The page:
This optimism was broken on August 11th and 12th with the near simultaneous launch of Vostok 3 and Vostok 4 just one day apart. Andriyan Nikolayev having re-oriented his spacecraft was able to watch the launch of the following Vostok 4 and for the first time more than two people were in orbit simultaneously. The Mission was a major propaganda victory as television footage of them in Orbit was broadcast live for the world to see. Thanks to the accuracy of their launch vehicle's guidance systems the two spacecraft came within just 6.5 km of one another. There Popovich was able to see Vostok 3 in the distance and the two established line of sight radio contact. Unfortunately this "rendezvous" was completely unguided as the Vostok was not equip to manoeuvre in Orbit and as a result the spacecraft drifted thousands of km apart over the course of the Mission. Despite concerns about the rapidly decreasing cabin temperatures Vostok 3 and 4 returned safely providing a 94 hour space endurance record. In total the Soviet Union now had 196 hours of human spaceflight experience on four separate orbital spaceflights. The Americans paled in comparison to just ten hours of manned spaceflight. Because of the near synchronous flight between the two vehicles many Americans assumed the Soviets had already mastered the ability to rendezvous in LEO. The Russians ambitions were loud and clear as their spacecraft travelled the equivalent distance to the Moon and back in orbit!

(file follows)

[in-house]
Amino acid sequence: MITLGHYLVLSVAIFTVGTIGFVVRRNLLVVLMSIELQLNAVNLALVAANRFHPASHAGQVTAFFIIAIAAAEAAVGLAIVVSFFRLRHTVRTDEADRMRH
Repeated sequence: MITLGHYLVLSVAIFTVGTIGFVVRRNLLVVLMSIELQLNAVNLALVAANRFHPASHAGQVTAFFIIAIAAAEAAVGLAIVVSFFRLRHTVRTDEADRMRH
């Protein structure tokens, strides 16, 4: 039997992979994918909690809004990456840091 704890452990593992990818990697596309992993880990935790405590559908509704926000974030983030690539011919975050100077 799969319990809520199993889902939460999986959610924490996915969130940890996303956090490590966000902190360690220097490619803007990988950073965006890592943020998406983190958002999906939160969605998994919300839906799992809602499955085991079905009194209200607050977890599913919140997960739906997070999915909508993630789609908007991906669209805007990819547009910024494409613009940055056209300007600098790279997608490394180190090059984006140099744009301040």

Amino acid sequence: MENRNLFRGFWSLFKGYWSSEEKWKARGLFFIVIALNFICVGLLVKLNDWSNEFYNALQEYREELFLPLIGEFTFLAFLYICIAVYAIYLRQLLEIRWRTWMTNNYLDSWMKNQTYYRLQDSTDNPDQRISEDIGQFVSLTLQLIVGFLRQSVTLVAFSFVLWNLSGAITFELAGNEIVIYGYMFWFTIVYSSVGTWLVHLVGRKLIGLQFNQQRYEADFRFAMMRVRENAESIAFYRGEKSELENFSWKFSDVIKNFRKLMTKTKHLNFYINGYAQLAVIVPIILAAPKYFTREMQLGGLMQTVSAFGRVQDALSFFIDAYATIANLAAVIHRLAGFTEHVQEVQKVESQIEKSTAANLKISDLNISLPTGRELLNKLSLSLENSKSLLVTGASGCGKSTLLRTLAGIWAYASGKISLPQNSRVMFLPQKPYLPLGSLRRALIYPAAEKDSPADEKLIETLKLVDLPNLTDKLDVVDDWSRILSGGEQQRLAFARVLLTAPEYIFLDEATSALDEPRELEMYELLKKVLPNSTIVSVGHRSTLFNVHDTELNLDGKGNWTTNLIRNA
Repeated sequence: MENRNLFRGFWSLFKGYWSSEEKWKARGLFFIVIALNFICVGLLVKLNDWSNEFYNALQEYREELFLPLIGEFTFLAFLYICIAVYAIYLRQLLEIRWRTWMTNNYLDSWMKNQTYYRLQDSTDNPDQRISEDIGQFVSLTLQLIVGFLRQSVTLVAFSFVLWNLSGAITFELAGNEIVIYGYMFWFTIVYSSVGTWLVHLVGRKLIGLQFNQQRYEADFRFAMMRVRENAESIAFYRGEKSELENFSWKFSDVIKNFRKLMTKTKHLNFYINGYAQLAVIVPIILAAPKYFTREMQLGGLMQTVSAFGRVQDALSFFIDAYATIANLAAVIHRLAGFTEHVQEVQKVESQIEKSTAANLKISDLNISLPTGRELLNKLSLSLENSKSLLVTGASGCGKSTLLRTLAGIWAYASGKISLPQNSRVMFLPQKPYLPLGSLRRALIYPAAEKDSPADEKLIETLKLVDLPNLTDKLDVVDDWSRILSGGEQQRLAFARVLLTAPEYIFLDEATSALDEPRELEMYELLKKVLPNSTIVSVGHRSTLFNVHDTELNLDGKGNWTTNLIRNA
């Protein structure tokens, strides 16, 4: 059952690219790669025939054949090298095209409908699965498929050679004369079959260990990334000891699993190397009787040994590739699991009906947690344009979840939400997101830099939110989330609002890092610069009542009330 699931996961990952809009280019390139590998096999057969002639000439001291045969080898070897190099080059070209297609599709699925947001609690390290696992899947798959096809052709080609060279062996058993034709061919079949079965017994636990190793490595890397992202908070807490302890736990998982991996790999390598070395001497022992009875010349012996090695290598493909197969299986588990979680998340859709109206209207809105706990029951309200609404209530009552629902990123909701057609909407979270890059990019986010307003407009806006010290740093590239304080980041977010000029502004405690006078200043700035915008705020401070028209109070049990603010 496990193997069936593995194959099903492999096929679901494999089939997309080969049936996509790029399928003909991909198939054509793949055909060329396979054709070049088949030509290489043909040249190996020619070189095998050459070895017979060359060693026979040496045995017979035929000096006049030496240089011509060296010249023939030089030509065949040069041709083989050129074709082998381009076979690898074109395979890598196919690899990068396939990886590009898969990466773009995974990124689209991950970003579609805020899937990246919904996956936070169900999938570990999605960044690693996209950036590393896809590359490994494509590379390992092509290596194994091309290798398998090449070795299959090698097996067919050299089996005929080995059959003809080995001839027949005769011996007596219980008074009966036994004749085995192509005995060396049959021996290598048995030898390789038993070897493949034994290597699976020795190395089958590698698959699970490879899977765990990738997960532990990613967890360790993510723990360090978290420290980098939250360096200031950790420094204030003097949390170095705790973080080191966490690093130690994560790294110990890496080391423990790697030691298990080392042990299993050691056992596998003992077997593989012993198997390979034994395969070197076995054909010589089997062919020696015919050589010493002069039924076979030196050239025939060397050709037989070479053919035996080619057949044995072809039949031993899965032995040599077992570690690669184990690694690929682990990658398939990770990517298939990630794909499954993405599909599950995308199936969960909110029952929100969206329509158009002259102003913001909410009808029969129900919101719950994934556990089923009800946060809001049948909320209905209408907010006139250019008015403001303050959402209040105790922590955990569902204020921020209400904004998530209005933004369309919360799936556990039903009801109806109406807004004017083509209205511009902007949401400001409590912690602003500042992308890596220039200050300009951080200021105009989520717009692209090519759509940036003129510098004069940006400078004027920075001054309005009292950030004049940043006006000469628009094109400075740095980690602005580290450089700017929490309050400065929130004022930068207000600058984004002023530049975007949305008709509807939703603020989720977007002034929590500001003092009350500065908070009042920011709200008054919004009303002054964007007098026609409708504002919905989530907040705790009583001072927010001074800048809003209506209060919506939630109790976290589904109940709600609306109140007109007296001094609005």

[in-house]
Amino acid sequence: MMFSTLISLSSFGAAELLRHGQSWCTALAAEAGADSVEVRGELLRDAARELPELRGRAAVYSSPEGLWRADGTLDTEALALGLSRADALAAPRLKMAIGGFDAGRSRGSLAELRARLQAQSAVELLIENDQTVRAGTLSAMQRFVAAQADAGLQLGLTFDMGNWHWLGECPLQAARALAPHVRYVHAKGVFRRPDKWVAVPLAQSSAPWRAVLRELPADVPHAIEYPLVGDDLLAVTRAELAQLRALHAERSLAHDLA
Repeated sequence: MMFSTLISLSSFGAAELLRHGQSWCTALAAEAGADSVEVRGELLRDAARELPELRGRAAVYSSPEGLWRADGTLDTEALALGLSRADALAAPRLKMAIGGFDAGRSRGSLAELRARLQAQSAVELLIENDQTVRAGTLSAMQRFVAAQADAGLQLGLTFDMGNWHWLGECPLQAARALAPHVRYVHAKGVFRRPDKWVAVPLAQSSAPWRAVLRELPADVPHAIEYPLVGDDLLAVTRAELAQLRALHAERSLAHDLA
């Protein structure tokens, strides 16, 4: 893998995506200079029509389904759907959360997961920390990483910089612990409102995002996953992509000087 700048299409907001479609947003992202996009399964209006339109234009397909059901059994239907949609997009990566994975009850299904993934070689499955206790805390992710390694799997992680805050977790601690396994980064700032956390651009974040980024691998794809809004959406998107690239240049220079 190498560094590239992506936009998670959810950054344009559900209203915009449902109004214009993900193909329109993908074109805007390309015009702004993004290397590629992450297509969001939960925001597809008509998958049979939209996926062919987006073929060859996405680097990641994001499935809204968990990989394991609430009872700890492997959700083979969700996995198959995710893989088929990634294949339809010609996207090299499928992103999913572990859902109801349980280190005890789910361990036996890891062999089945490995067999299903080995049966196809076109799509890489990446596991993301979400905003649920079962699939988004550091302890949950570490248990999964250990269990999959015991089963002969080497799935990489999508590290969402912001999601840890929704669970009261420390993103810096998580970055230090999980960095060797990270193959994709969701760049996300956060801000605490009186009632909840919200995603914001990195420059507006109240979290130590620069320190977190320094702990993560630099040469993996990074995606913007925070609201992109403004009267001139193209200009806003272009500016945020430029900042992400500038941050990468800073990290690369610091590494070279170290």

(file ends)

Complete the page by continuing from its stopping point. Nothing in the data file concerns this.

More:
In an attempt to gain experience in long duration spaceflight NASA launched a third orbital Mercury mission Mercury Atlas-8 following the Soviet's victorious dual Vostok mission. Walter M. Schirra (Jr) piloted the Mercury capsule on it's (American) record breaking endurance flight on October 3rd 1962. Unlike prior Mercury missions which were focused on scientific experiments this was a hardware endurance test to see if the Mercury could perform long duration missions beyond the three orbits of Glenn and Carpenter's flights. After six orbits and nine hours the Mercury capsule was still in perfect operating condition and landed within just half a mile from it's target. Despite such a flawless mission it hardly made up for the Soviets major lead in long duration spaceflight and perceived lead in Rendezvous manoeuvres.